And he didn’t really bear comparison with many of the other entries:
Although some of the others were pretty deformed…
It didn’t affect our score though, as my team won – Team Evangelina – and we all got a goodie bag of Yarn Pony yarn from Festival Organiser, Mica. Thanks to my team for our pooled knowledge, and how lucky we were to have 3 people from Shetland on the team.
The Festival was a bit quieter the next day, which was a bit of a relief as we were all a bit tired. I had a bit of time and space in the morning after my volunteer duties to have a shop. The pathways between the stalls were much quieter than Saturday and it was easier for me to take some photos:
One of my favorite yarn shops, Baa Ram Ewe from Leeds were there:
They have brought out their own range of yarns, and you can see their range of colours above. I had a skein of 4ply in the green bought for me for Christmas. This is their Little Fella kit, and the Vivid blanket, by Emily Wessel of Tin Can Knits in the Titus yarns:
I loved the way the Toft Alpaca displayed their Edward’s Menagerie pattern samples. It looks like the panda is having a ride on the stall holders back:
I liked the sheep sitting above all the soft natural colours of the Rare Breed yarns on the Black Bat Rare Breed stall:
They have sheep knitting patterns available.
The cute felted puppets on Ulrike Muehle-MacDonald’s Woolly – Felt – Design stall caught my eye. Reminded me of Jim Henson’s style of puppets.
Heather looked so cheery spinning away on her bright Little Owl Yarns stall:
I had got chatting to the Shamu Makes stallholders during the festival, they are a fairly new business, and their yarn colours were lovely:
I bought some beautiful emerald/leaf green sparkle sock yarn from them. Here is my yarn haul from the Festival:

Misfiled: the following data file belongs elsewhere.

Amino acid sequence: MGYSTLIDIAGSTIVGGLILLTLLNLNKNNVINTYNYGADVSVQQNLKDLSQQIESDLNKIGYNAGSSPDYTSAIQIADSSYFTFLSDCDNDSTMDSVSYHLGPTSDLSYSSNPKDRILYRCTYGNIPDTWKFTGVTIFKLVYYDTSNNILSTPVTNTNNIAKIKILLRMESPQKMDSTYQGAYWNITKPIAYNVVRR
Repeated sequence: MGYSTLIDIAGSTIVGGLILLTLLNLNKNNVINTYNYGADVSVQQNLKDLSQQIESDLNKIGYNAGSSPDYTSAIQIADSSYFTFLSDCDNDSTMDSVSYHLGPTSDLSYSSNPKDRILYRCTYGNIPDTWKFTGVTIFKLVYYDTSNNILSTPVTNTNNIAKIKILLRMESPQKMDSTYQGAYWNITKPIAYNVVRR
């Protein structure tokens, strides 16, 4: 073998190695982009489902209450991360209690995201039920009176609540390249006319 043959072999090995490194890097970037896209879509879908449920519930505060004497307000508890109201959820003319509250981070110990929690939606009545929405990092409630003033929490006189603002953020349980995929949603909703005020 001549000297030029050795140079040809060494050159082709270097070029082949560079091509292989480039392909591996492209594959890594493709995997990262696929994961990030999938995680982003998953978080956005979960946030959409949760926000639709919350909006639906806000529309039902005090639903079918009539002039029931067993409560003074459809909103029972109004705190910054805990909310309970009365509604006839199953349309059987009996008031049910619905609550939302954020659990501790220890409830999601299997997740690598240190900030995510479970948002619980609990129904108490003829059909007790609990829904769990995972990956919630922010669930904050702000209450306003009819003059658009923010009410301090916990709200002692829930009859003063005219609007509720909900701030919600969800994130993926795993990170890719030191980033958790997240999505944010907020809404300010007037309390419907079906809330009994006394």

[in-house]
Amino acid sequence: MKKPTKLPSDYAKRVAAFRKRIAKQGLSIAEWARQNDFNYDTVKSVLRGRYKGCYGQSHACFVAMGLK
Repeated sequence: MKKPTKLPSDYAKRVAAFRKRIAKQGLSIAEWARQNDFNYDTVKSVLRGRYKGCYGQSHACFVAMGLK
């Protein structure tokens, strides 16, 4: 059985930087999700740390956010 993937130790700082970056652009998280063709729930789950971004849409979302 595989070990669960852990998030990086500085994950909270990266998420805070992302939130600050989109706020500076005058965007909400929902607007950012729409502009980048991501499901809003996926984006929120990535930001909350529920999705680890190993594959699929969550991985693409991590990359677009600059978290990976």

The 2 skeins of purple yarn from Yarn Pony and are my winnings from the quiz, the cream yarn is also Yarn Pony and was in my volunteer goodie bag, the teal yarn is from The Border Mill, and the raspberry yarn is from Easyknits. The cream and raspberry yarns are going to be some of the stripes in the Missoni style jumper I have in mind to knit, I’ll probably adapt this pattern; they will go well with the yarn I bought back from Venice. The teal yarn will make Dusted Gauntlets when combined with some Aubergine Kidsilk Haze I have in my stash. The green sparkly yarn is just because I fancy some sparkly socks! And I have no plans, as yet, for the purple yarn.
I really enjoyed volunteering during the Festival. It added to the feeling of being “part of it”. I was mainly checking in people to their workshops at the Water of Leith Centre; everyone I met there was very friendly and happy to be there. It was also a good opportunity to meet some of the tutors, Hélène Magnusson (The Icelandic Knitter) who was wearing beautiful traditional Icelandic costume all weekend, Hazel Tindall (the World’s fastest knitter), Karie Westermann, Katherine Lymer, Rachel Coopey (Coop Knits) all were lovely people and it was great to meet them. I did a stint on the main Info Point too, which was very much like my day job, when I work occasionally in the Info Zone at the National Museum of Scotland. I also had a couple of opportunities to chat to Nancy Marchant (the Queen of Brioche knitting), who is a bit of a knitting hero of mine; I hope I didn’t gush too much… I hadn’t seen Ysolda for a while, so it was nice to catch up with her, and her marvellous assistants, Sarah and Becca, I had a bit of a natter to Stephen West (WestKnits), and Mel, who knits for Kate Davies, was hanging out on Ysolda and Stephen’s stall too. And I chatted to many, many more knitting friends, old and new.
I had a photo taken in the photo studio with my Evangelina socks:
Loads more portraits from the day are on the Edinburgh Yarn Festival website.
This was a much larger event compared to the 1st Edinburgh Yarn Festival, held 2 years ago, which I wrote a blog post about; surprisingly, for its size, it still retained that friendly atmosphere, and a feeling that something special was happening.
Thanks so much to Mica and Jo for putting on such a great event.